Five Majestic Outdoor Destinations in Lebanon
Lebanon is a country truly blessed for its unique topography rich with gorgeous green landscapes throughout, and unlike the rest of the Middle East, it has no desert. Its temperate weather and abundance of lush rolling hills, natural waterways and diverse flora makes it an ideal country to explore by foot, pretty much anytime of the year. While hiking and camping outdoors have always been popular activities in Lebanon, since the pandemic, more Lebanese than ever before have turned to nature looking for safe ways to unwind and to get some exercise.
As a hiking enthusiast myself, I always suggest to others that the best remedy for stress is a long walk amid beautiful surroundings. It certainly works for me. In Lebanon you also get to see ancient ruins along the way thanks to the country’s rich and storied past. This could be anything from centuries old water mills, Ottoman arched stone bridges, Roman era terra cotta pottery pieces embedded in the soil to rock structures engraved in Latin letters (during the second century A.D. the Roman Emperor Hadrian carved more than 200 rocks as boundary markers to control the logging of Lebanese Cedar trees, which were the most highly sought after building materials at the time). Pretty amazing, eh?
Many hiking trails are also adjacent to historic Lebanese villages, which means if you finish your walk early you can benefit from additional sightseeing for the day (visit the local landmarks), stop by for a beverage or a meal or buy some local Mouneh (homemade preserved delicacies) before heading back home.
Now let me share with you five wonderful places in Lebanon that are definitely worth touring “à pied”.
Tannourine is perhaps most famous for its cedars forest covering 12 square kilometers which is also one of the country’s most picturesque and pristine areas for walking. In addition to the majestic cedar trees (some even growing on extreme vertical slopes), you can spot grottos and plenty of vibrant wild flowers. If you prefer a more rugged terrain with some sightseeing, try the Mill Trail of Tannourine. You can start this hike at the centrally located historic Medieval Church of Mar Chalita (famous for having two alters). Then head towards the nearby Mill Trail, which is alongside the picturesque Walnut River (Nahr el Jowz). Like the trail’s name suggests, you will come across several old mills (Al Aabara, Al Nsoub and Emm Zahra). You can also visit the impressive Baatara Sinkhole, a natural phenomenon, and sit and marvel at the 255-meter-deep Jurassic limestone cavern. While it is mainly dry during summer, in winter and spring a dramatic waterfall flowing into the sinkhole can be enjoyed. After a long morning hike this place is great to rest and have your picnic lunch (it also has a few snack areas serving sandwiches and mezza.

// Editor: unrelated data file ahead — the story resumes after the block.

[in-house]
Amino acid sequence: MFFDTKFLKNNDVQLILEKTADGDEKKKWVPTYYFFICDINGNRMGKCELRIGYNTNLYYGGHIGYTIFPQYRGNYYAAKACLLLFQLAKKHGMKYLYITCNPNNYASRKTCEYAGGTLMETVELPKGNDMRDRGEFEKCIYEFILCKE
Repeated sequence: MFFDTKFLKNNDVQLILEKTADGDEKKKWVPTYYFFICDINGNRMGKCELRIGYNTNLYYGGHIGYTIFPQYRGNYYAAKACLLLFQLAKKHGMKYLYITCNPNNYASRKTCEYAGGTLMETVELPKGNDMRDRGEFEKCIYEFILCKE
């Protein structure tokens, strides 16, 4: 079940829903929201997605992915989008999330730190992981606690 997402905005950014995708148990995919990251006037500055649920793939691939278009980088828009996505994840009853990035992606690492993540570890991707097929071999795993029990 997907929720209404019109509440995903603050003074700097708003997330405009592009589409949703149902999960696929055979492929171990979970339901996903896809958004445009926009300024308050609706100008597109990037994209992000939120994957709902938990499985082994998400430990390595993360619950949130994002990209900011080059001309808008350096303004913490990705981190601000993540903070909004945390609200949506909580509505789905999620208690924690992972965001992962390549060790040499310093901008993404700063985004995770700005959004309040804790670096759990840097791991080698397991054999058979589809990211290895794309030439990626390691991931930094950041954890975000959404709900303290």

2- Qadisha Valley (Holy Valley)
Also referred to as Wadi Qannoubine (Valley of the Saints), this place has an incredible vibe, landscape and legacy (yes, all three). This place is an UNESCO World Heritage Site (Lebanon has five in total) so it is a protected zone, with the few people living on the premises comprised of those in the monasteries and churches. Qadisha valley is a breathtaking gorge marked by rocky hillsides covered with natural caves, which have been used as shelters and burials going back to the Paleolithic period. Later on it became a refuge for those in search of solitude or escaping religious persecution, from Sufis to Christians (It has hosted monastic communities since the earliest years of Christianity, and again in the 12th, 17th and 18th century, for those fleeing persecution at the hands of the Mameluks and later the Ottomans). Often penned the Lebanese mini Grand Canyon, this utterly peaceful sanctuary is 1,400 meters above sea level with sweeping views all around and has a river that carves out the floor of the valley with water flowing through it in the springtime. There are various entrances to begin a hike in this valley, but the most commonly used is Mafraq Qannoubine (the main road in Bcharreh). Once you enter Qadisha you can follow the signposts and walk towards Mar Elisha monastery or Qannoubine monastery. Otherwise you can plan ahead and seek the advice of Lebanon Mountrail Trail (LMT) which has mapped out most hiking trails in the country www.lebanontrail.org.